Flood Kills Hundreds In Nigeria


Taiwo Aina

A makeshift camp for displaced people at a school in Koton Karfe. Over 1.3m people have been displaced by flooding in Nigeria since September.

As autumn kicked off, so did the flooding in Nigeria. Currently, Nigeria is going through a flood crisis that is affecting the whole country, leaving many asking “why are these floods happening?”

It started when the Lagos Dam in Cameroon was built in 1982. When the dam was completed, the Nigerian government agreed to build a shock absorber dam called the Dasin Hausa, which would contain water released from Lagos Dam to prevent flooding.

The Dasin Hausa was going to be twice the size of the Lagos Dam, and it would have provided electricity to the Northern part of Cameroon; however, since 1982, the Nigerian government has yet to construct the dam.

Massive floods have been occurring for the past decades. During July and October of 2012, the Benue and Niger rivers overflowed, causing a death toll of nearly 500 people.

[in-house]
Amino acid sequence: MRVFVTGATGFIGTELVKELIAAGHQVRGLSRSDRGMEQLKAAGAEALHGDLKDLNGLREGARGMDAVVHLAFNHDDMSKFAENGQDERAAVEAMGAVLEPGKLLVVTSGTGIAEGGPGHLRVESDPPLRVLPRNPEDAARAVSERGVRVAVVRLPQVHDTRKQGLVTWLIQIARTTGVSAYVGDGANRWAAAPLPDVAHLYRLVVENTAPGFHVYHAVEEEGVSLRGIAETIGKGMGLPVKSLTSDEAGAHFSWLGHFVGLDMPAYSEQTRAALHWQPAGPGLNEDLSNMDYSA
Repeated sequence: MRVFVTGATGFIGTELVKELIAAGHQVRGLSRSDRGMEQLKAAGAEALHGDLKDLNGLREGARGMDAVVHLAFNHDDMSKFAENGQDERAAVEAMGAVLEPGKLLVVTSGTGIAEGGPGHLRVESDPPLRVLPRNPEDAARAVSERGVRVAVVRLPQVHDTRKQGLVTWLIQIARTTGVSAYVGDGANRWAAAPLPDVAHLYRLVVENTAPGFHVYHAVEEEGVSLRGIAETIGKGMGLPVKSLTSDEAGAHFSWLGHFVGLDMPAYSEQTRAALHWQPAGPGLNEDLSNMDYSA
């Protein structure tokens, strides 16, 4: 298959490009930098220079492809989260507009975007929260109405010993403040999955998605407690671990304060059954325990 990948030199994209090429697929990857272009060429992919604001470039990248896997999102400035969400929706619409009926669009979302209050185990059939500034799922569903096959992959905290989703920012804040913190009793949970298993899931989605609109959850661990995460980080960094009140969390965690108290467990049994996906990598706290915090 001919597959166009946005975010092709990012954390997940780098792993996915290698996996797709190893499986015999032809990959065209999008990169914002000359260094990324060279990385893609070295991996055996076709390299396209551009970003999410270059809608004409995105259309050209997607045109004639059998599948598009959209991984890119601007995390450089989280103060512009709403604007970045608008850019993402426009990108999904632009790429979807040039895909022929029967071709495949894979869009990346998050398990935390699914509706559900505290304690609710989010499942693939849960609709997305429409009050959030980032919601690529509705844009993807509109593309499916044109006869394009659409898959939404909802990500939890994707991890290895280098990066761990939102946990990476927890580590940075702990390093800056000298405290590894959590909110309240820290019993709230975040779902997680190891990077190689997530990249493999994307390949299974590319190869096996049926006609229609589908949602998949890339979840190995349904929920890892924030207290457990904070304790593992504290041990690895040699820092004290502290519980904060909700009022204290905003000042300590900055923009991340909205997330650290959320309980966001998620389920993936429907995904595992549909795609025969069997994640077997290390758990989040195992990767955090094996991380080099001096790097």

On Sept. 13, 2022, the Lagos Dam released an excess amount of water, creating a second flood. The flood claimed the lives of over 600 people and destroyed about 200,000 homes, displacing 1.4 million people. Residents have been forced to take their items to the tops of houses to keep them safe, completely submerged cars have been left on the street, and people have to travel by canoe.

Sections in Eastern Nigeria are suffering as well. Communities are being submerged by water, demolishing farmers’ lands and causing the economy to crash. The minister of humanitarian affairs told five state governments to be prepared to evacuate citizens. In Anambra, 76 people died after trying to flee the flood on a boat that capsized.

Citizens are pushing for the Dasin Hausa to be built; floods would be prevented, saving the country’s money and people. There has been no recent talk of completing the dam, but until change is made, the floods will continue to happen.